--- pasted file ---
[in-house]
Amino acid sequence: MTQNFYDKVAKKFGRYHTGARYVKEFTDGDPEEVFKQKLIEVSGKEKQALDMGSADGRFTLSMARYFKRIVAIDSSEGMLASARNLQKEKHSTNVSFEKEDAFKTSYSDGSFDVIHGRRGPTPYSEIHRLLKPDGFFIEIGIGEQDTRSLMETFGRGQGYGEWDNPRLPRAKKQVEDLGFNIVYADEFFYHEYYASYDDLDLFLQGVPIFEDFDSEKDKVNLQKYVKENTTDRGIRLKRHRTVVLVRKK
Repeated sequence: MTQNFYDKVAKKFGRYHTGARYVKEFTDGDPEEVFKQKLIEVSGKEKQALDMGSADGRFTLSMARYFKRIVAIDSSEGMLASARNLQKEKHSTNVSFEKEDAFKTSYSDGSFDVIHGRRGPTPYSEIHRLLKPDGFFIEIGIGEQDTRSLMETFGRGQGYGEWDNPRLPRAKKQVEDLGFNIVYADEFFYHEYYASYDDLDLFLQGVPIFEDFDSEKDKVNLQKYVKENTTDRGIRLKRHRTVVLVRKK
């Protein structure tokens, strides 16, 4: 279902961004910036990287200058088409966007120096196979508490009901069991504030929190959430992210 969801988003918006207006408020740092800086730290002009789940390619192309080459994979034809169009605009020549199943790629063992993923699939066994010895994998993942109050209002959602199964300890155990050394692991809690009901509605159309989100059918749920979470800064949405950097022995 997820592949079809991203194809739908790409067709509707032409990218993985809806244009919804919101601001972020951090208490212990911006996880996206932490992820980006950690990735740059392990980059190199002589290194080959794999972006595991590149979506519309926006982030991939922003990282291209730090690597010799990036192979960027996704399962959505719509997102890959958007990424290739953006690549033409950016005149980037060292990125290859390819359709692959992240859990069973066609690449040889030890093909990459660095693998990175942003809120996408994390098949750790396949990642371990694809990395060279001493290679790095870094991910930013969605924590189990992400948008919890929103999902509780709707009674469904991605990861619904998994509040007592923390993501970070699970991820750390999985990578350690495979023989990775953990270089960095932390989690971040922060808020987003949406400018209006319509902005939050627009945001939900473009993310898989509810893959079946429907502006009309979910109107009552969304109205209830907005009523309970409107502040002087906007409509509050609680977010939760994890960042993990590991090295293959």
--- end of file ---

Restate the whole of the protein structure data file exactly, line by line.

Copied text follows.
[in-house]
Amino acid sequence: MTQNFYDKVAKKFGRYHTGARYVKEFTDGDPEEVFKQKLIEVSGKEKQALDMGSADGRFTLSMARYFKRIVAIDSSEGMLASARNLQKEKHSTNVSFEKEDAFKTSYSDGSFDVIHGRRGPTPYSEIHRLLKPDGFFIEIGIGEQDTRSLMETFGRGQGYGEWDNPRLPRAKKQVEDLGFNIVYADEFFYHEYYASYDDLDLFLQGVPIFEDFDSEKDKVNLQKYVKENTTDRGIRLKRHRTVVLVRKK
Repeated sequence: MTQNFYDKVAKKFGRYHTGARYVKEFTDGDPEEVFKQKLIEVSGKEKQALDMGSADGRFTLSMARYFKRIVAIDSSEGMLASARNLQKEKHSTNVSFEKEDAFKTSYSDGSFDVIHGRRGPTPYSEIHRLLKPDGFFIEIGIGEQDTRSLMETFGRGQGYGEWDNPRLPRAKKQVEDLGFNIVYADEFFYHEYYASYDDLDLFLQGVPIFEDFDSEKDKVNLQKYVKENTTDRGIRLKRHRTVVLVRKK
């Protein structure tokens, strides 16, 4: 279902961004910036990287200058088409966007120096196979508490009901069991504030929190959430992210 969801988003918006207006408020740092800086730290002009789940390619192309080459994979034809169009605009020549199943790629063992993923699939066994010895994998993942109050209002959602199964300890155990050394692991809690009901509605159309989100059918749920979470800064949405950097022995 997820592949079809991203194809739908790409067709509707032409990218993985809806244009919804919101601001972020951090208490212990911006996880996206932490992820980006950690990735740059392990980059190199002589290194080959794999972006595991590149979506519309926006982030991939922003990282291209730090690597010799990036192979960027996704399962959505719509997102890959958007990424290739953006690549033409950016005149980037060292990125290859390819359709692959992240859990069973066609690449040889030890093909990459660095693998990175942003809120996408994390098949750790396949990642371990694809990395060279001493290679790095870094991910930013969605924590189990992400948008919890929103999902509780709707009674469904991605990861619904998994509040007592923390993501970070699970991820750390999985990578350690495979023989990775953990270089960095932390989690971040922060808020987003949406400018209006319509902005939050627009945001939900473009993310898989509810893959079946429907502006009309979910109107009552969304109205209830907005009523309970409107502040002087906007409509509050609680977010939760994890960042993990590991090295293959």